In fact, The Bold and The Beautiful and General Hospital will be continued through the 2014/2015 season, Days of Our Lives through November 2016, and The Young and The Restless until 2017. The latter, which has been the number one daytime drama for 25 consecutive years, is averaging 5.17 million viewers, up 9 percent from last season. The Bold and The Beautiful is averaging 3.90 million viewers, up 14 percent from last season.
General Hospital reportedly averages 3.3 million viewers, up 8 percent from last season (ABC did not return enquiries for comment), while Days of Our Lives, which will next year celebrate its 50th birthday, has seen its audience increase by 10 percent. All shows have increased their share in the core audience demographic of women aged 18-49.
It’s the best soap arc itself: from the jaws of death—the number of daytime soaps on air has shrunk from 12 in 1998 to 4 today—to vivacious life, with the current quartet commanding impressive audiences and fierce loyalty.
“Soaps are the only place where you can see this dramatic kind of storytelling every day, all year round.”
“Soaps are thriving,” says Angelica McDaniel, Senior Vice President, CBS Daytime. “You can see that in primetime too, with the success of shows like Scandal, Revenge and the return of Dallas.” Stephanie Sloane, Editorial Director of Soap Opera Digest magazine, and a lifelong soap fan, who recalls the heady days of “supercouple” Luke and Laura’s wedding (after he raped her) in General Hospital in 1981, says one significant factor is that viewers left bereft after the cancellation of a favorite show have migrated en masse to one of the four survivors. To help fans grieving One Life To Live in particular, ABC has thoughtfully exported many of the core cast to General Hospital.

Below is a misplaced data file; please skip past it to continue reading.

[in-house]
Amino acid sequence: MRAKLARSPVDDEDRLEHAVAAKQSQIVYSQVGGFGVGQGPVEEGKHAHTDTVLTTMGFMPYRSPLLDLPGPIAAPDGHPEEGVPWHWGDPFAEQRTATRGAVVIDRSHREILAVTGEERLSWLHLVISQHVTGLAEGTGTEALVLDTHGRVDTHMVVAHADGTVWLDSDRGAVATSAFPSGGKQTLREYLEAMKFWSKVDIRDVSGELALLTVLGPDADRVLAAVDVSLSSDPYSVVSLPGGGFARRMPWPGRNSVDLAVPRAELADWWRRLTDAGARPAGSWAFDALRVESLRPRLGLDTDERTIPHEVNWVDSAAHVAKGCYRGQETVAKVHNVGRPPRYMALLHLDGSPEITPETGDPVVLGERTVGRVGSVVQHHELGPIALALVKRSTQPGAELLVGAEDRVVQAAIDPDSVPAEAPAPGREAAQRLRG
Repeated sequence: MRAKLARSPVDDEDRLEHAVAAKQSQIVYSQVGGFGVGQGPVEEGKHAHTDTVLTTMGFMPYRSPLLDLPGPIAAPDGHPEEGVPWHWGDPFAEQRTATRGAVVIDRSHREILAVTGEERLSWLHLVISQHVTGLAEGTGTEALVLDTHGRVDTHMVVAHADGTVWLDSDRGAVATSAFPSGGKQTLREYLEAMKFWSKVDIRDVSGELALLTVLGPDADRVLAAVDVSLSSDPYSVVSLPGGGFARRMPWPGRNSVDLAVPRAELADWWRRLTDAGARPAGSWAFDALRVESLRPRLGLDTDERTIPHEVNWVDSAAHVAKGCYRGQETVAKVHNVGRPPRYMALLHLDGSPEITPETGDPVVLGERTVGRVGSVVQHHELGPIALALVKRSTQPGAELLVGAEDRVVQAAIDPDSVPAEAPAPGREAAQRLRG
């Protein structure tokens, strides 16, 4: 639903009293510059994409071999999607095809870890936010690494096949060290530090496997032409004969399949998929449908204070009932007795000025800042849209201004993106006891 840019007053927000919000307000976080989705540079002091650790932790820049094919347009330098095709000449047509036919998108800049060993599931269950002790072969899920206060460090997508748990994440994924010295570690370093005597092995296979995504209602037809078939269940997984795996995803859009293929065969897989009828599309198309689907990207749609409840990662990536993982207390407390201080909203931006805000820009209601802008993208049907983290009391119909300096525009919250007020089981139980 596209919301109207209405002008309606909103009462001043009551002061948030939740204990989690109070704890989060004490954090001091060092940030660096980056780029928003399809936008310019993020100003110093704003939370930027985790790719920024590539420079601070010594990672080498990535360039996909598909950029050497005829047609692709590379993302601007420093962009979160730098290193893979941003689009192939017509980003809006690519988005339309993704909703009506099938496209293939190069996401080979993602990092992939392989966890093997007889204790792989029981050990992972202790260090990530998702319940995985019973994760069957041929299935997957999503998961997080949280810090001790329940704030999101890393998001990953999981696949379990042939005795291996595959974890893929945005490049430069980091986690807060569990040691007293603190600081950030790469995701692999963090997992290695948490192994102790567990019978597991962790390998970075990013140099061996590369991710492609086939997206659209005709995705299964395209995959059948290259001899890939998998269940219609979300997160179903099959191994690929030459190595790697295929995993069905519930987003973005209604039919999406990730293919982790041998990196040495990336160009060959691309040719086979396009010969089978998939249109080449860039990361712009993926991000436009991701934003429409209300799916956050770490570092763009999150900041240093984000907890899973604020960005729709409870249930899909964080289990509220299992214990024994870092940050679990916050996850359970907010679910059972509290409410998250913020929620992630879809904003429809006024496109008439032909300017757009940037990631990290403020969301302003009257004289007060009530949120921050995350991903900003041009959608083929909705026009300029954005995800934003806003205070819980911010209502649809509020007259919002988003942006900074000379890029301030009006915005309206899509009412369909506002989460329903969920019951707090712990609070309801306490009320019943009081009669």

“The predictions of the death of the daytime soap were greatly exaggerated,” Sloane says. “People still want to see storytelling in daytime. The cancellation of the other shows might have made people think that no show was safe, so they have passionately turned out—and daytime soap opera fans are the most passionate fans of any TV genre—to support these shows, to keep them on air. Soaps are the only place where you can see this dramatic kind of storytelling on air every day, all year round.”
As for the much cheaper-to-make chat shows, which have come in the cancelled soaps’ wake, Sloane says diplomatically: “Some have worked, some have not. I don’t think viewers love all of the chat, I think they love some of the chat.” Two cancelled shows, One Life To Live, and All My Children, have had problematic and none-too-successful rebirths online, now mired in legal wrangling.